Judge to IRS: Finish conservative groups’ applications

The Federal Headlines is a daily compilation of the stories you hear discussed on Federal Drive with Tom Temin.

  • A federal judge orders the Internal Revenue Service to hurry up on processing applications of about 40 groups applying for tax exempt status. The Washington Times reports the judge gave the agency until November 11 to clear its backlog of conservative groups that IRS officials admitted back in 2013 were scrutinized unfairly. (Washington Times)
  • About 75% of civilian agencies now have EINSTEIN 3A cyber tools from the Homeland Security Department. DHS Secretary Jeh Johnson says the department will meet the congressional deadline to deploy EINSTEIN at all agencies by the end of the year. It’s one of the last major items on Johnson’s to-do list before he leaves office in less than 100 days. (Federal News Radio)
  • It did not take much for hackers to breach government IT systems. That’s according to the National Security Agency’s Deputy National Manager for National Security Systems Curt Dukes. He tells reporters many of the high profile government cyber intrusions came from poorly secured systems. He says better cyber hygiene could go a long way. (Federal News Radio)
  • The Army has a new cybersecurity chief. Lieutenant General Paul Nakasone takes over Cyber Command and the Second Army. An Army War College graduate, Nakasone was commander of the Cyber National Mission Force at U.S. Cyber Command. He replaces Lieutenant General Edward Cardon. (Army)
  • The Government Accountability Office is launching a new review of the long-term viability of the military’s public-private partnerships for housing on military bases. This year marks the 20th anniversary of the Military Privatized Housing Initiative, which is almost universally regarded as a success – replacing dilapidated housing with modern communities and saving the government money in the process. But under instructions from Congress, GAO is looking at whether the program will continue to work as well in the decades to come. There are at least two concerns: the military housing allowances that pay for the program have taken a five percent cut in the last several years and occupancy rates are falling as the military shrinks, potentially threatening housing providers’ business models.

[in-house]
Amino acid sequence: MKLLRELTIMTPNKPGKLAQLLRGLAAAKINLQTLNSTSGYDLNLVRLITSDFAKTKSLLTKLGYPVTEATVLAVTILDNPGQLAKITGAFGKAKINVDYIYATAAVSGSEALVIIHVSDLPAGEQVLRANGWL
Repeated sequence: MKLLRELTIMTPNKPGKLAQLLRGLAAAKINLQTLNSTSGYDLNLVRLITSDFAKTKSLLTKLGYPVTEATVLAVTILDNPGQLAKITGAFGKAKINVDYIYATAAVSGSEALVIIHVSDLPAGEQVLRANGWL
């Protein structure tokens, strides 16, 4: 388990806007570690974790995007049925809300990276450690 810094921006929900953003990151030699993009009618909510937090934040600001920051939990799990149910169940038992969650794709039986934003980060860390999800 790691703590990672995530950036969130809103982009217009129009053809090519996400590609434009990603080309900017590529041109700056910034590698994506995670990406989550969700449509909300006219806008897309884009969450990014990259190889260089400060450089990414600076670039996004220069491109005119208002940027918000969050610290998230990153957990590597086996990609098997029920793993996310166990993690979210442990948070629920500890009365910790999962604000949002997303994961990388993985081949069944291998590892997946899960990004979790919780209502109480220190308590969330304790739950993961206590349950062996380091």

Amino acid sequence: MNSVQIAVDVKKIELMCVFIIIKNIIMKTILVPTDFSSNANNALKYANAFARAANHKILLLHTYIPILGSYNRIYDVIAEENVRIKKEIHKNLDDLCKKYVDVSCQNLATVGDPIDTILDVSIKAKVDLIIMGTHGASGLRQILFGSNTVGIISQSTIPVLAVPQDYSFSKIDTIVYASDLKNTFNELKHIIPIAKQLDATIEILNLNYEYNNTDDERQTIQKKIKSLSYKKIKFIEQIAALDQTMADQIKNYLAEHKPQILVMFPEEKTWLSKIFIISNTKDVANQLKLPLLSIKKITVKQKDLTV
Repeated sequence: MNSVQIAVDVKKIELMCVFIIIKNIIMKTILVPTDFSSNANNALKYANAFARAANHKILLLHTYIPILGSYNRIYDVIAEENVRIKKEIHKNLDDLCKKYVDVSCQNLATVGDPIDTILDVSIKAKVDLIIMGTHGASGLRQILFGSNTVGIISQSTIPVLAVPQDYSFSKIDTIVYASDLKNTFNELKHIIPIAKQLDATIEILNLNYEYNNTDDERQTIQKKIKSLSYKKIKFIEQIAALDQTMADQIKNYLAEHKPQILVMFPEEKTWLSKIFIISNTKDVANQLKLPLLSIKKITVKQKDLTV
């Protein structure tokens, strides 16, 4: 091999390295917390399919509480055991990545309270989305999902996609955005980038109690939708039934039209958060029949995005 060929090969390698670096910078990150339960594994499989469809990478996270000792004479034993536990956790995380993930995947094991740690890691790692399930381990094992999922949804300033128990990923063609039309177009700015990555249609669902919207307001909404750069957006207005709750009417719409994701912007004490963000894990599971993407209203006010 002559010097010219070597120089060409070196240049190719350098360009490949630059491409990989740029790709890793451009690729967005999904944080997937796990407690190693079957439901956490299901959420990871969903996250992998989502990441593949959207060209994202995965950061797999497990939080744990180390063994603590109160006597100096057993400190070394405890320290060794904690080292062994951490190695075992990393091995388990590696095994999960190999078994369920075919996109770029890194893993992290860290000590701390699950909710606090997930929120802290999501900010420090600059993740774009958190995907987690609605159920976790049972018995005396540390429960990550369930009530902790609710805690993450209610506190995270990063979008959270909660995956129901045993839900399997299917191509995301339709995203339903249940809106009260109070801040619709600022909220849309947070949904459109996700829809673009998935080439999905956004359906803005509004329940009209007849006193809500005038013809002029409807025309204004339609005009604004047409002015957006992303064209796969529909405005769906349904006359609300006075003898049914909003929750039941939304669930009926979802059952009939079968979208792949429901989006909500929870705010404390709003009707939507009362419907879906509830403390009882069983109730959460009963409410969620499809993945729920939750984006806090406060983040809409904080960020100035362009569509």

• FEMA looking for industry’s help to modernize how it manages $10 billion a year in grants. FEMA is trying to bring its 40-plus grant management programs under one technology infrastructure. The agency issued a request for information and held an industry day earlier this week. The RFI seeks insights from contractors on how best to create a single grants management IT platform and, where possible, establish a common grants management life cycle and unified business processes across the various programs. FEMA wants the new IT infrastructure to be scalable and available to address surges because of disasters. Responses to the RFI are due October 30. (FedBizOpps)
  • The Justice Department gets a new $28 million settlement from a longstanding kickback case. That’s how much Omnicare, the largest nursing home pharmacy, will pay for allegations it got kickbacks from Abbott Laboratories for promoting a drug to treat dementia. Abbott agreed to pay one-point-five billion dollars under the False Claims Act back in 2012. Of the Omnicare agreement reached yesterday, 20 million goes to the United States and the rest to state Medicaid programs. (Department of Justice)
  • President of the American Federation of Government Employees J. David Cox wants Congress to pass emergency legislation to prevent what he calls massive increases in Medicare Part B premius for retirees next year. Cox says the point 3% cost of living adjustment recently announced triggered the increase in premiums for 30% of beneficiaries not receiving Social Security Benefits. (American Federation of Government Employees)
  • President Obama plans to appoint a Meghan Flanz as Veterans Affairs new assistant secretary for human resources and administration. Flanz is currently serving as the acting assistant secretary in that role. Prior to that, she was deputy general counsel for legal operations at VA. She’s been with the agency since 2001. (The White House)